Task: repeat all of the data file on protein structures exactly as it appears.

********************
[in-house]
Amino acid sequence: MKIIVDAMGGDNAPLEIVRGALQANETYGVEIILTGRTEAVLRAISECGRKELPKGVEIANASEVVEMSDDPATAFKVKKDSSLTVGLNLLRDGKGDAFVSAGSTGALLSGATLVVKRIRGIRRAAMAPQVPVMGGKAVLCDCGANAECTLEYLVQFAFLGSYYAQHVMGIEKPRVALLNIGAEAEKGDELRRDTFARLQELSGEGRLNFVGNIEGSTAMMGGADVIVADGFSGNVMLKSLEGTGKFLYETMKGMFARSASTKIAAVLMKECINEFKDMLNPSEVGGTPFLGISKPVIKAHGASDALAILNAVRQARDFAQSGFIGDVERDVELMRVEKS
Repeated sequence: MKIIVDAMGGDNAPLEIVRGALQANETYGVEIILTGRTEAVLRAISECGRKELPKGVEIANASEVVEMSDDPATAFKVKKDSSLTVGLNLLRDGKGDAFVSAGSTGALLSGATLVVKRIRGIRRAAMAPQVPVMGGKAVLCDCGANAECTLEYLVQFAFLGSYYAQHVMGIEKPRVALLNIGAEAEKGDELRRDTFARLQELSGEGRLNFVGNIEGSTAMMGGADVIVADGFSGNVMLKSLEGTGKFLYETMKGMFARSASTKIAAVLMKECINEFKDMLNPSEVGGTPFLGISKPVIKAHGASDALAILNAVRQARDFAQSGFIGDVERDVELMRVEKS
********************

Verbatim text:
[in-house]
Amino acid sequence: MKIIVDAMGGDNAPLEIVRGALQANETYGVEIILTGRTEAVLRAISECGRKELPKGVEIANASEVVEMSDDPATAFKVKKDSSLTVGLNLLRDGKGDAFVSAGSTGALLSGATLVVKRIRGIRRAAMAPQVPVMGGKAVLCDCGANAECTLEYLVQFAFLGSYYAQHVMGIEKPRVALLNIGAEAEKGDELRRDTFARLQELSGEGRLNFVGNIEGSTAMMGGADVIVADGFSGNVMLKSLEGTGKFLYETMKGMFARSASTKIAAVLMKECINEFKDMLNPSEVGGTPFLGISKPVIKAHGASDALAILNAVRQARDFAQSGFIGDVERDVELMRVEKS
Repeated sequence: MKIIVDAMGGDNAPLEIVRGALQANETYGVEIILTGRTEAVLRAISECGRKELPKGVEIANASEVVEMSDDPATAFKVKKDSSLTVGLNLLRDGKGDAFVSAGSTGALLSGATLVVKRIRGIRRAAMAPQVPVMGGKAVLCDCGANAECTLEYLVQFAFLGSYYAQHVMGIEKPRVALLNIGAEAEKGDELRRDTFARLQELSGEGRLNFVGNIEGSTAMMGGADVIVADGFSGNVMLKSLEGTGKFLYETMKGMFARSASTKIAAVLMKECINEFKDMLNPSEVGGTPFLGISKPVIKAHGASDALAILNAVRQARDFAQSGFIGDVERDVELMRVEKS